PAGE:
Have you heard about the Tallahassee Mayor’s trip to Qatar?
What about the conference he attended in the oil-rich Persian Gulf state with his close friend and lobbyist who is under FBI scrutiny?
Not to worry. Not many others have heard about it, either.
Not even some of his colleagues on the City Commission.
During the Memorial Day week of 2016, Mayor Andrew Gillum flew to Qatar to participate in a conference on Middle Eastern economics sponsored by the UCLA Center for Middle Eastern Developments and the Permanent Committee for Organizing Conferences of the Qatar Ministry of Foreign Affairs.
Gillum also pulled some strings to get his longtime friend and lobbyist Adam Corey, who happened to be traveling in the area around the same time, into the conference.
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The “Enriching the Middle East’s Economic Future Conference” was held at the Sheraton Grand Doha Resort & Convention Hotel from May 30 to June 1, 2016. Doha is the capital of Qatar.
“He was invited to speak on a panel focused on the presidential race and the state of U.S. politics, and his flight and accommodations were provided by the university,” said Jamie Van Pelt, the Mayor’s community relations coordinator. “All additional expenses were incurred by the mayor himself.”
“Any time a Tallahassee official has the opportunity to represent the city and share ideas on a state, national or international level, the notoriety and knowledge gained is a benefit to our entire community,” Van Pelt said.
But the Democrat could find no records that Gillum, who at the time was heavily entrenched in Hillary Clinton’s presidential campaign, has ever talked publicly about the event. A Google search of Gillum’s name and Qatar turns up the event schedule 15 items deep.
Commissioners Gil Ziffer, Nancy Miller and Curtis Richardson said Gillum did not mention the trip to them. Commissioner Scott Maddox did not respond for comment.
“I’m hearing about this for the first time,” Richardson said on Friday.
Van Pelt said the mayor is often invited to speak at events.
“He doesn’t always publicize them,” Van Pelt said.
Gillum made the trip nearly a year before he announced he was running for governor.
An aide asked on Gillum’s behalf whether UCLA organizers could get Corey into the invitation-only conference.
“Are any of the conference sessions open for his colleague to attend as the Mayor’s guest?” asked Angie Whitaker, Gillum’s internal affairs coordinator.
An organizer said he could attend, if he already planned to be in Doha at the time. “Note that we cannot arrange a hotel room or transportation for them,” said Sammar Smesme, the logistics coordinator for the Center.
“This is fantastic news,” Whitaker wrote back. “The information will be relayed to Mr. Corey. Thank you for the gracious favor of this opportunity.”
Van Pelt said Gillum nominated Corey, who was registered to lobby the city on behalf of several clients, to attend the conference “due to his background working in the Middle East.”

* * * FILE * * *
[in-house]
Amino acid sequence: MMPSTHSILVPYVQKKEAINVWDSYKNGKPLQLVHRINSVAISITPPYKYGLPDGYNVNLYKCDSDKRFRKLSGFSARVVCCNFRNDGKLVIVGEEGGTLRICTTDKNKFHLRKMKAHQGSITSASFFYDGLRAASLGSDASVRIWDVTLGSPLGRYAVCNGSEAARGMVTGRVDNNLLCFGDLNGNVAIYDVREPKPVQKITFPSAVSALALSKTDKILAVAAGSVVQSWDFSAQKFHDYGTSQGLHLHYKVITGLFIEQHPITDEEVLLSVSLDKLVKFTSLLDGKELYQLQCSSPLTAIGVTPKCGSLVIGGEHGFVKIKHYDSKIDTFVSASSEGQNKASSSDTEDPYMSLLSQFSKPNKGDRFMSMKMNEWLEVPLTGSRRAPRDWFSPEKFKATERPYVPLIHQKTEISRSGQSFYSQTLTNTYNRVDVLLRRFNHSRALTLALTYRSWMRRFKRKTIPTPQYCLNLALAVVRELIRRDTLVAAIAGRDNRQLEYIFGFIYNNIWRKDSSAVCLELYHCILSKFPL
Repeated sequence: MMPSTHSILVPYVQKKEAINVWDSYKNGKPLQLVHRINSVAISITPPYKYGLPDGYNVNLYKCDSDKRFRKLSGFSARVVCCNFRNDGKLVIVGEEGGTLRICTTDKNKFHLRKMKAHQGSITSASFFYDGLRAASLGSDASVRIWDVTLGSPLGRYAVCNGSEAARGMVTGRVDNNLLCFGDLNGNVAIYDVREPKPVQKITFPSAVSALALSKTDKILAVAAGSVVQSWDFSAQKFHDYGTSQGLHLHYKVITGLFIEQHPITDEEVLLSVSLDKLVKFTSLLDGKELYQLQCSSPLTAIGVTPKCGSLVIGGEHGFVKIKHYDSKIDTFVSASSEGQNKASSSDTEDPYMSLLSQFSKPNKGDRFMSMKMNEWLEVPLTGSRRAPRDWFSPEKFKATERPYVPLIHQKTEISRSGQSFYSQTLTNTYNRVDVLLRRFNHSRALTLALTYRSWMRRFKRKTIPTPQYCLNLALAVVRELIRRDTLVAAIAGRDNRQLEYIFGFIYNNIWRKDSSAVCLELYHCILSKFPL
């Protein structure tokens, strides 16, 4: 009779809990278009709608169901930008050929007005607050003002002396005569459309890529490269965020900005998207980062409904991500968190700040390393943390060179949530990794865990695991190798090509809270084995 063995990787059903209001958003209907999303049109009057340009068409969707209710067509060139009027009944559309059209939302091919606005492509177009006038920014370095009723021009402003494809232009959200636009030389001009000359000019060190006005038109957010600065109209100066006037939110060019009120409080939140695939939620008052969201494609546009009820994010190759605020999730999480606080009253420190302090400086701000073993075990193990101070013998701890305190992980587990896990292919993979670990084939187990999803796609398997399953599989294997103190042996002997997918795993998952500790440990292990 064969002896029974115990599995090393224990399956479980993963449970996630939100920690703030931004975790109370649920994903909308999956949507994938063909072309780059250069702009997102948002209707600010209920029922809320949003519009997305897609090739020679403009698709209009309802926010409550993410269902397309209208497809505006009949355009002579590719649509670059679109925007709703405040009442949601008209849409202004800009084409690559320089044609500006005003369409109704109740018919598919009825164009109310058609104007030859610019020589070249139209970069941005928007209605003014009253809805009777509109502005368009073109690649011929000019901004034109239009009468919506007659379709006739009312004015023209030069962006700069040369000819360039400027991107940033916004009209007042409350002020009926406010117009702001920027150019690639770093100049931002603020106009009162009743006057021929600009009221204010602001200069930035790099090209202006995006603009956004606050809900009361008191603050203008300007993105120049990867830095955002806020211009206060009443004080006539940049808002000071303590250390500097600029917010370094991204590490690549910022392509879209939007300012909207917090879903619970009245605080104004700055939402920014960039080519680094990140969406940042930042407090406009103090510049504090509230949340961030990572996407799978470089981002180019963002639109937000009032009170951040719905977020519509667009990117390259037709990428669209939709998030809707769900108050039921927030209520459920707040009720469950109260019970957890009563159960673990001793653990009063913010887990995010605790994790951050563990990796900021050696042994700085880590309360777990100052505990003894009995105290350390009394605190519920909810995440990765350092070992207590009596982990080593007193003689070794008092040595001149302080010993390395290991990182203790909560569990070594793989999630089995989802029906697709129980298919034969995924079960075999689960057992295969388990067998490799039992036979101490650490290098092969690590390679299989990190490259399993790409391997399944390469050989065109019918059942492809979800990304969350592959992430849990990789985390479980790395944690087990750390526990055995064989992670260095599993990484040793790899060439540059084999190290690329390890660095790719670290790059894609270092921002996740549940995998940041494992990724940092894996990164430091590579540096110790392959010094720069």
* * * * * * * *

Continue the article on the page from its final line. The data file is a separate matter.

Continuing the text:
From 2008-2011, Corey worked for International Oil Trading Company, a supplier of oil to the military. The company is owned by defense contractor Harry Sargeant III, who at the time was a top GOP money man.
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The Democrat first learned of the trip from a public records request of Gillum’s emails, which showed calendar entries for his trip to Qatar.
According to those records, Gillum flew out of Tallahassee to Miami on American Airlines, and from Miami to Doha via Qatar Airways.
After the panel discussion, he returned June 2 via Qatar Airways to Miami, and American Airlines from Miami to Tallahassee.
The emails documenting efforts to get Corey into the conference were obtained after the Democrat partnered with the Florida State University DeVoe Moore Center and paid $3,000 for records the city turned over in response to an FBI subpoena as part of a federal investigation into the city’s community redevelopment agency.
The city delivered over 90,000 records to the FBI in response to those two subpoenas, and has since delivered another batch of 150,000-plus records in response to a third subpoena issued in September.
Corey, a state and city lobbyist who received $2.1 million in local taxpayer-backed subsidies to build the Edison Restaurant at Cascades Park, is named in the first two subpoenas.
Corey and Gillum have been traveling companions before.
In February of 2016, Corey, Gillum and his chief of staff Dustin Daniels flew to Tampa on an affordable housing developer’s private plane for Gillum to meet the developer, Peter Leach, and the two previous Democratic nominees for Governor, Charlie Crist and Alex Sink.
Gillum paid for the trip out of his office account, which can only be used for official business related to his elected office.
Last August, Corey and Gillum were in New York City around the same time. Records show Gillum was there on business for his former employer, People for the American Way.
A photo surfaced of Corey and Gillum on a boat in New York harbor with a presumed undercover agent named “Mike Miller.” Miller spent over a year hobnobbing with city and county leaders while pitching a multi-million dollar development on the southside.
A state ethics complaint against Gillum claims he violated state law by accepting gifts from a lobbyist or vendor doing business with the city. Documents obtained by the Democrat show Corey sent an email saying that Miller had arranged hotel rooms and outings for Corey, Gillum and his brother.
Gillum’s aide said that no gift disclosure was required for the Qatar trip.
“As this was an official appearance by the mayor, he under law is allowed to accept support for his participation in the event and does not have to disclose it as a gift,” Van Pelt said.